Small businesses exist for many reasons but all share a common purpose:
- They must be worth pursuing, as envisioned by the person or persons starting them
- Once pursued, they must continue
- To continue, they must earn a profit
Small business financial management is the practice of helping fulfill that business’s purpose and encompasses the following steps:
Small Businesses Fulfill Their Purpose through Financial Management
Get the numbers right
Proper accounting and bookkeeping are not always easy to do and can be time-consuming. An organized set of books and financial records is crucial to generating the right numbers. This includes:
- Determining the proper business form: C Corporation, S Corporation, Partnership, LLC, Sole Proprietor
- Creating and implementing a proper accounting system and set of books
- Monitoring the process on a consistent and ongoing basis
If the numbers aren’t right, any attempt to manage your small business to fulfill its purpose could be disastrous.
Organize the numbers
The language of business is accounting. Accounting is the documentation and categorization of financial activity in a consistent format that is generally accepted by all parties who may have an interest in the small business fulfilling its purpose. These include internal users (owners and management) and external users (lenders, investors and various government agencies). The necessary reports flow from the process that gets the numbers right mentioned above.
The most common internal reports those that are tailored specifically to the needs of management in helping them to make sound financial decisions. There is no setlist or format for these reports as there are for the external reports mentioned below, but a few examples might be:
- Operating budget
- Budget versus actual variance reports
- Cost reports
- Daily cash flow
- Profit by location, activity or division
The most common external reports are:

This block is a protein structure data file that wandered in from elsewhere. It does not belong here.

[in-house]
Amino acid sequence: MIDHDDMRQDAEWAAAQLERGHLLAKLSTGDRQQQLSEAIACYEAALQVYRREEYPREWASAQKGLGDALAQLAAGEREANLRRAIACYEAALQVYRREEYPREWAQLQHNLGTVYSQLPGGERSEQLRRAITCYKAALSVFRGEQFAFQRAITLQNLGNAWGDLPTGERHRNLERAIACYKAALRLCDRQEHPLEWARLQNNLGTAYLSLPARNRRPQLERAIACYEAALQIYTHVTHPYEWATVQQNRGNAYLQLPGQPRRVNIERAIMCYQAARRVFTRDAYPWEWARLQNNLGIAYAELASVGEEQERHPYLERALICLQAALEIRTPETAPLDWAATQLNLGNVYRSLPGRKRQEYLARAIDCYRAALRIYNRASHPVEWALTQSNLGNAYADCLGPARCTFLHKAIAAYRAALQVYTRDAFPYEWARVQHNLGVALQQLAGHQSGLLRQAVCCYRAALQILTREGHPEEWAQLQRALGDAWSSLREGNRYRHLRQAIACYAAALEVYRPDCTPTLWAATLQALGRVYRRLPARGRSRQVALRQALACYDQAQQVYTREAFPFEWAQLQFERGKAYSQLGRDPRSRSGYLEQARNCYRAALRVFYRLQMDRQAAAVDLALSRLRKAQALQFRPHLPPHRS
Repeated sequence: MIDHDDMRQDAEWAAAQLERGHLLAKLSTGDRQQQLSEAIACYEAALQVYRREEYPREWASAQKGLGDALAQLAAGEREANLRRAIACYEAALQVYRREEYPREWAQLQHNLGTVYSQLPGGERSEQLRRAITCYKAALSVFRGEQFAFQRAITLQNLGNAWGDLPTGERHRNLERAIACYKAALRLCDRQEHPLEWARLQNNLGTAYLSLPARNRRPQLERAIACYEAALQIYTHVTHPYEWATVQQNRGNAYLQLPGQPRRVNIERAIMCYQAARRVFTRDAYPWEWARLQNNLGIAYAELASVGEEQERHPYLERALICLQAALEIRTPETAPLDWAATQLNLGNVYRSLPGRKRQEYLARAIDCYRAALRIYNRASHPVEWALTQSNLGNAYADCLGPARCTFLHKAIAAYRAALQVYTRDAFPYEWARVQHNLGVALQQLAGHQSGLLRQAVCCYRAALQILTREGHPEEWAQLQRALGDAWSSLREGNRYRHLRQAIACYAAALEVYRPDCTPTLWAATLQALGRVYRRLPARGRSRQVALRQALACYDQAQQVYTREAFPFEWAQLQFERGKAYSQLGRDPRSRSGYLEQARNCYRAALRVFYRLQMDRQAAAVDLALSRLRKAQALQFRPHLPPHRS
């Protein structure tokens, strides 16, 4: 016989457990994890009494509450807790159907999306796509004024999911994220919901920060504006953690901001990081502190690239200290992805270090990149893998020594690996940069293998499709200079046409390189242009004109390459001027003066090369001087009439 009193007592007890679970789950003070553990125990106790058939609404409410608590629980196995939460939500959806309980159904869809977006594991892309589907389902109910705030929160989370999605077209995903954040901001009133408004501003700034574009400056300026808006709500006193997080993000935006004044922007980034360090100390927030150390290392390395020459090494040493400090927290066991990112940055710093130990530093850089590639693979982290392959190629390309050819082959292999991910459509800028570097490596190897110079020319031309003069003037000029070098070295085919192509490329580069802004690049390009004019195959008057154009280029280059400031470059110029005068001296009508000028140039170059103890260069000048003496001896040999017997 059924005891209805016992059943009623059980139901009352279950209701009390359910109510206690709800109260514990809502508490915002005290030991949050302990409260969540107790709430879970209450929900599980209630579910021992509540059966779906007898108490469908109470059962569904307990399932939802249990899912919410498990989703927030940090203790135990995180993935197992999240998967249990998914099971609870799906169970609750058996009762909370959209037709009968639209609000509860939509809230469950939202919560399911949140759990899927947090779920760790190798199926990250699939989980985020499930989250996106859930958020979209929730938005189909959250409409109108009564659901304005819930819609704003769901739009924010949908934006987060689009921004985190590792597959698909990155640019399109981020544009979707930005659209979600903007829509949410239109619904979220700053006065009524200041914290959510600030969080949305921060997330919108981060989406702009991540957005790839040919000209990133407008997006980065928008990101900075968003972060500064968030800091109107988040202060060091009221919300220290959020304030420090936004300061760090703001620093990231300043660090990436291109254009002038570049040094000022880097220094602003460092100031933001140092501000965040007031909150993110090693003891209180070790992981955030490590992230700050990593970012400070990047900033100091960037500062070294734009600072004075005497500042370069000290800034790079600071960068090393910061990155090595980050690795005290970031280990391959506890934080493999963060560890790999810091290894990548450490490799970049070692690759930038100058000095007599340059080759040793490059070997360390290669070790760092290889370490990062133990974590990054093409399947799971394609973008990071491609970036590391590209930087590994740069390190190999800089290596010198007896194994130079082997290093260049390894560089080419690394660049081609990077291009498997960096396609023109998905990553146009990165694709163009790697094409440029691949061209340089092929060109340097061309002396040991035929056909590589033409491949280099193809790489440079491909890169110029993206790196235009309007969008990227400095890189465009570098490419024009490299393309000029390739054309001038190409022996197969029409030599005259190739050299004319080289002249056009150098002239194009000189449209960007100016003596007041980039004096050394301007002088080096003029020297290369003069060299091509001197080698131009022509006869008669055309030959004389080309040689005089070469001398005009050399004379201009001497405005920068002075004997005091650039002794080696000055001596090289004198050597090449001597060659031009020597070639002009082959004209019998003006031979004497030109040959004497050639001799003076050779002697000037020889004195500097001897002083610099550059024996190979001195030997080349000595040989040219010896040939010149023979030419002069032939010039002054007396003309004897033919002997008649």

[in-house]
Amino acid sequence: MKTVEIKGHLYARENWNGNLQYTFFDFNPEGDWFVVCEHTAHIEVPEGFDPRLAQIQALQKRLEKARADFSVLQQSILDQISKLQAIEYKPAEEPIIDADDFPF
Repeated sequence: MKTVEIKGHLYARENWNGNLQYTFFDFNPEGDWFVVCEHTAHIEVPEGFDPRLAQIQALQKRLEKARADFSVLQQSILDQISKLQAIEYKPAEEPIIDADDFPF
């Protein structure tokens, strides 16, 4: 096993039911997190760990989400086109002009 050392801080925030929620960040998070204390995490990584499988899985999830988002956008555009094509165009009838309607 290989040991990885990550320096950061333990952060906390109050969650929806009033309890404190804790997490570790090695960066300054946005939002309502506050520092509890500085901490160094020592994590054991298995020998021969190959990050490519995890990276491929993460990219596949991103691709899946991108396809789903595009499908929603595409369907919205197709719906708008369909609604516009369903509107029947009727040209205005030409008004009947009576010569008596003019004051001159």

- Income Statement (Profit and Loss)
- Balance Sheet
- Statement of Cash Flows
- Tax Returns
Successfully fulfilling the small business’ purpose requires the preparation of both types of reports on a periodic basis based on the needs of the internal or external users involved.
Find out what the numbers mean
For a small business to fulfill its purpose, its Owner/Manager MUST know how to read, speak and interpret the language of business. An experienced, objective Certified Public Accountant (CPA) is essential to this process and can help in developing a step by step approach to getting the most from the numbers. Specifically, the following concepts must constantly be addressed:
- Devising and implementing procedures for acquiring enough capital for the small business to purchase assets that will contribute to the production of income. We’ve all heard that the reason most small businesses fail is due to lack of proper capitalization
- Devising and implementing a strong system of internal financial controls to help ensure the preservation of that capital
- Once income is being generated, devising, implementing and monitoring strategies to maximize profit, the crucial element in a small business fulfilling its purpose
- Once profit is being generated, devising, implementing and monitoring strategies to manage the cash flow generated from that profit. Profit and cash flow are two entirely different things and must be managed accordingly
- Ensure that the small business maintains a strong financial condition so that obligations do not consume hard earned assets and capital. The business must remain healthy in order to continue and earn profit
- Legally minimize taxes through proper, proactive tax planning and compliance. A small business should never be surprised by and must react to unforeseen tax issues. Tax agencies are often the most interested outside party a small business will encounter and not properly addressing their rules and regulations can be devastating to ongoing success
- Strategic business, tax and technology planning. Although plans themselves often become obsolete rather quickly, the process of periodic planning is invaluable to the ongoing success of the small business fulfilling its purpose
- At some point in time, most small businesses fulfill their purpose. Planning for the discontinuance or sale of the business and its proper valuation should always be a consideration.
Most small business Owner/Managers are too busy performing day to day tasks to devote the proper time needed to address the financial functions necessary for continued success. But these functions are crucial to fulfilling the purpose of the small business. Big companies pay large sums to hire a full-time Controller or Chief Financial Officer to address these functions.
Most small businesses don’t have that luxury. However, they can engage an affordable, experienced and expert professional, such as a CPA, whose purpose it is to help their business fulfill its purpose.